In 1990, Kimberly Ewertz filed for divorce, taking herself and her then-10-year-old son away from an emotionally abusive marriage that lasted for a dozen years.
She couldn’t have imagined the long, difficult road that laid ahead for her and her son. But looking back on it now, 30 years later, Ewertz said it was all worth it. She now lives in Gilroy with her husband Steve, and her son is leading a successful life.
Five years ago, Ewertz began looking for ways she could use her experience to help others going through a similar traumatic time. But as she was looking through the various literature that discussed the topic, she noticed something missing.
Most books on divorce touched on the children, yet they never told their whole story, from when they first learned of their parents’ separation to the present day.
So Ewertz, a journalist for three decades, decided to write her own book.
“Family Redefined: Childhood Reflections on the Impact of Divorce” is now available at BookSmart in Morgan Hill, on publisher Little Creek Press’ website and on Amazon.
Ewertz spent the last five years interviewing children of divorced parents, learning how they coped with the sudden upheaval of their normal lives. She hopes that by sharing these stories, it will help provide a roadmap to children and parents going through this experience.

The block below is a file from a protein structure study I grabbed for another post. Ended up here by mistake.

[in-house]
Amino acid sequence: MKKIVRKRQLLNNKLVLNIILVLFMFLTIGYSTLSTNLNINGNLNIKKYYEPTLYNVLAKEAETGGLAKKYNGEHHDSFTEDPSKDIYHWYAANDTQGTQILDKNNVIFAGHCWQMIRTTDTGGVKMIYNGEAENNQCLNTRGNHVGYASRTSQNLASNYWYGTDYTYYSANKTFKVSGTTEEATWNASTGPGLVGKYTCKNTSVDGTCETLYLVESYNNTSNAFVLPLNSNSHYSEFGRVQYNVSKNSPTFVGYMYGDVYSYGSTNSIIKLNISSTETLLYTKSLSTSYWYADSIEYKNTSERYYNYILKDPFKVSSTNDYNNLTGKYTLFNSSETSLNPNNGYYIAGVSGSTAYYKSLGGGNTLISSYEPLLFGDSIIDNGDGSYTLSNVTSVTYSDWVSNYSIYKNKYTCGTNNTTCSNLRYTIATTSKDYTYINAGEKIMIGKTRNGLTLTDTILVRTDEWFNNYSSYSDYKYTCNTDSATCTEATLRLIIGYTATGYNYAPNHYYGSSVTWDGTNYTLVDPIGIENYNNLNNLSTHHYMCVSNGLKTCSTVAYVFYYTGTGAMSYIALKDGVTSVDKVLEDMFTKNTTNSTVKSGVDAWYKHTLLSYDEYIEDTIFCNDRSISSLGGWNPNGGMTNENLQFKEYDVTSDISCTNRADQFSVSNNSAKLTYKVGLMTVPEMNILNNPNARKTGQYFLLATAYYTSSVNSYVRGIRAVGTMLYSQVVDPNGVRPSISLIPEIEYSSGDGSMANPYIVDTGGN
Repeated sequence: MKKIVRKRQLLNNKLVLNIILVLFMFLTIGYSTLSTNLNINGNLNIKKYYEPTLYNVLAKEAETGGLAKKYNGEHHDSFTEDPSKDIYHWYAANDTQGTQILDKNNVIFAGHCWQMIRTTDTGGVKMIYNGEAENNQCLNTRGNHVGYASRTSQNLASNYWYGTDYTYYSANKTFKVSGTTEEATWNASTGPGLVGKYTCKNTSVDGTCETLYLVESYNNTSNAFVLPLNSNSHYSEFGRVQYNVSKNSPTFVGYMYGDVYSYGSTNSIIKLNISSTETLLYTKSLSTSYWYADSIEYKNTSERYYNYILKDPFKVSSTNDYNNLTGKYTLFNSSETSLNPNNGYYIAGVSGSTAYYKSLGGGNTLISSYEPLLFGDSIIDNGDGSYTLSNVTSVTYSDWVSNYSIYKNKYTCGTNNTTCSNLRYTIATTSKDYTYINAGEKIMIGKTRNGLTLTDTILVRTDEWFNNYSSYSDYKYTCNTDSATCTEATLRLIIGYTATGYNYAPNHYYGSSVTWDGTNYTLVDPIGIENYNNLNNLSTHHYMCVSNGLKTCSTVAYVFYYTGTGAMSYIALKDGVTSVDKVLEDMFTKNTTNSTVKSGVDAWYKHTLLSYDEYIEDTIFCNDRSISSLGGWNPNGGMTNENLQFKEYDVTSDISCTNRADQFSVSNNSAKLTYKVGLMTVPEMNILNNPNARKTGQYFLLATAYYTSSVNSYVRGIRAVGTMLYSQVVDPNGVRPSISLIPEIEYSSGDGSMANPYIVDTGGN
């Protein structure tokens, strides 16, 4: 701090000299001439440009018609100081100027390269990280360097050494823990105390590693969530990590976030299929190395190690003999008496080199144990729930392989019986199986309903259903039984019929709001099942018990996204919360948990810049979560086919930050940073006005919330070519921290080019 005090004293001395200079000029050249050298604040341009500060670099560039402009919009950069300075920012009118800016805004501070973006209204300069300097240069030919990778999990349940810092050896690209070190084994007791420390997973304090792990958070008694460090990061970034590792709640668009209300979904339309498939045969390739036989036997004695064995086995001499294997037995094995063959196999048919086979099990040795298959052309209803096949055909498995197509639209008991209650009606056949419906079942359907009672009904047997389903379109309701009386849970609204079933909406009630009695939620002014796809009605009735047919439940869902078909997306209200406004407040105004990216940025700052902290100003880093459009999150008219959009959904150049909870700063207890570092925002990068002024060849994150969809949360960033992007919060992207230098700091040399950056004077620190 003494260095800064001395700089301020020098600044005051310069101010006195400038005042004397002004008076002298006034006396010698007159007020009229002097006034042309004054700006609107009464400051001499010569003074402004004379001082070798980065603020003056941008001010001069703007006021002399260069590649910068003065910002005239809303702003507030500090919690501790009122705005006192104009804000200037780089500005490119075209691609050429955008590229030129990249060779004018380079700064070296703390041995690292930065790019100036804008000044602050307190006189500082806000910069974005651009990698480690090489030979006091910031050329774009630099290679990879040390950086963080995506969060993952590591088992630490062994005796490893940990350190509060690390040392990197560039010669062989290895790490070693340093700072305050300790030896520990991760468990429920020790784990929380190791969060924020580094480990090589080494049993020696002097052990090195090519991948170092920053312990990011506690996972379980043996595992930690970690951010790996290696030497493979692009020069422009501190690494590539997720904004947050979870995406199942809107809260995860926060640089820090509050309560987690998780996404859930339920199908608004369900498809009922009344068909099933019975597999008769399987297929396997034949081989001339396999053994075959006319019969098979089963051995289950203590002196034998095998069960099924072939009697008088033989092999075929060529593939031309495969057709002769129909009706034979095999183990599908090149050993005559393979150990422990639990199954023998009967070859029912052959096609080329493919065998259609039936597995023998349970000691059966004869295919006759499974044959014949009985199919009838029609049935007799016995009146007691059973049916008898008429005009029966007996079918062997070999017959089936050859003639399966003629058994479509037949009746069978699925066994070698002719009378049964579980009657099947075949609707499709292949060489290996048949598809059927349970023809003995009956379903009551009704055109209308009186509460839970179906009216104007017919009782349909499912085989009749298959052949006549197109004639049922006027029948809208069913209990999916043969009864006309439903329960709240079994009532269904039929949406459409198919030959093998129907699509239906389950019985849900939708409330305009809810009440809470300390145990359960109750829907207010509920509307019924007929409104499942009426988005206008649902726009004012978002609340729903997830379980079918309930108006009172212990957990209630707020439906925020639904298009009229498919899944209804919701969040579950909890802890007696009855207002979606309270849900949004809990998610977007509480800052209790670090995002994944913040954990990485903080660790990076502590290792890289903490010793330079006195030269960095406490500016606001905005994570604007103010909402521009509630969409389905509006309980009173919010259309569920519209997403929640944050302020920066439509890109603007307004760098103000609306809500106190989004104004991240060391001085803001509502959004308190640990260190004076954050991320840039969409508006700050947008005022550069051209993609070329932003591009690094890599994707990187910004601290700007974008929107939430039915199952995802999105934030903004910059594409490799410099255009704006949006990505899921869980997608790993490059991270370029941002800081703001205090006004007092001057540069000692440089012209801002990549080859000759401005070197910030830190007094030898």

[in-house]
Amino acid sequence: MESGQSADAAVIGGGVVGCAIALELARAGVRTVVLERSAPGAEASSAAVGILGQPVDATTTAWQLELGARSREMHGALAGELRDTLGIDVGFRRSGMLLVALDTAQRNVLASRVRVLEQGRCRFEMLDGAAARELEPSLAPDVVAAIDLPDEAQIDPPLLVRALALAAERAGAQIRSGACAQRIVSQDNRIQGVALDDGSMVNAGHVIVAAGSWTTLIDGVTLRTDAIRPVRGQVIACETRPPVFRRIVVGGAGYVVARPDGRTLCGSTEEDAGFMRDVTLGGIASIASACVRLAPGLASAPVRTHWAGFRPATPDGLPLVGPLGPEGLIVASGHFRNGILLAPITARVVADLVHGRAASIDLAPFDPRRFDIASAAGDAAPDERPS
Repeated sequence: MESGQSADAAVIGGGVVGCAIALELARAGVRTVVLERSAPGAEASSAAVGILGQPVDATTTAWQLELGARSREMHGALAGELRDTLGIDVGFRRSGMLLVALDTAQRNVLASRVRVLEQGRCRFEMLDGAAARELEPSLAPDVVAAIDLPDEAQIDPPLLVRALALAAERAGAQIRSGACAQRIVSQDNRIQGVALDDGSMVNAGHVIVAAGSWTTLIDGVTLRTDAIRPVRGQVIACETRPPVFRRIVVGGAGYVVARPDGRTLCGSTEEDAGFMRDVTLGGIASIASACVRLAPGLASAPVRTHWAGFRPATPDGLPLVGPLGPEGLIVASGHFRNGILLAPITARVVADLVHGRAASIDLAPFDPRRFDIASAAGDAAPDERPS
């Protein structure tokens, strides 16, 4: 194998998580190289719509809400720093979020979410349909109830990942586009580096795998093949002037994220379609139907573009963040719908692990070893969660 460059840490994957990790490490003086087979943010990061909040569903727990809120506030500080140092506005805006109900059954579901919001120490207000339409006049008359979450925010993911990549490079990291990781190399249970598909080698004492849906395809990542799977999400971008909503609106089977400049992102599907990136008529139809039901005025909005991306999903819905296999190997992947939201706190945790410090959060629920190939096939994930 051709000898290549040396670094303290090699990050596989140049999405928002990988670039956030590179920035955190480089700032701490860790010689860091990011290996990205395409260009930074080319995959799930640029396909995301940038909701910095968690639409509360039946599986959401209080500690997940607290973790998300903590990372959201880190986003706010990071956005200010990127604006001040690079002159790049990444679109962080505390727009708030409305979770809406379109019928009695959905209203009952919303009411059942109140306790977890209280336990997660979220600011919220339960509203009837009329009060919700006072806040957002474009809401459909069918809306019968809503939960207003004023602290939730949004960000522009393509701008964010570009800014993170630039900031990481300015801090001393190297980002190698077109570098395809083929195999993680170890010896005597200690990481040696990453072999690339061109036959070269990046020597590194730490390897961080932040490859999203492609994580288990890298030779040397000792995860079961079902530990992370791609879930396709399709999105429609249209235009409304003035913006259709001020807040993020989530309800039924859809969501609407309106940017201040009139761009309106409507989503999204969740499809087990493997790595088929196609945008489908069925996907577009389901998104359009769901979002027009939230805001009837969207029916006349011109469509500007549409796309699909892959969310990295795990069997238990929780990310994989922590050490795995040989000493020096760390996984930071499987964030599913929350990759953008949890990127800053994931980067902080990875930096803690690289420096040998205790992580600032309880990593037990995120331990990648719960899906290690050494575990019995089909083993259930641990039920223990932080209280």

It also provides guidance Ewertz wishes she had all those years ago.
“I want it to go in the hands of the people who need it,” she said. “That was the guiding force motivating me to do this. I feel it’s something missing in that market. I’ve been there and I could’ve used it.”
In addition to the personal accounts, Ewertz also interviewed marriage and family counseling professionals who provide advice for divorced parents.
Ewertz moved to Gilroy from St. Louis, Mo. in 1998. She began her journalism career as an editor at St. Louis Community College Meramec.
After college, she wrote for numerous publications throughout the years, and is a frequent contributor to the Gilroy Dispatch, South Valley and other publications.
“I’ve always had an interest in telling other people’s stories,” she said. “That is my strong suit.”
With “Family Redefined,” Ewertz hopes she can help at least one family by sharing the stories of others.
“Every story has a positive ending, no matter how difficult the travel was,” she said. “You get that positivity from them.”
For information, visit familyredefinedbook.com.
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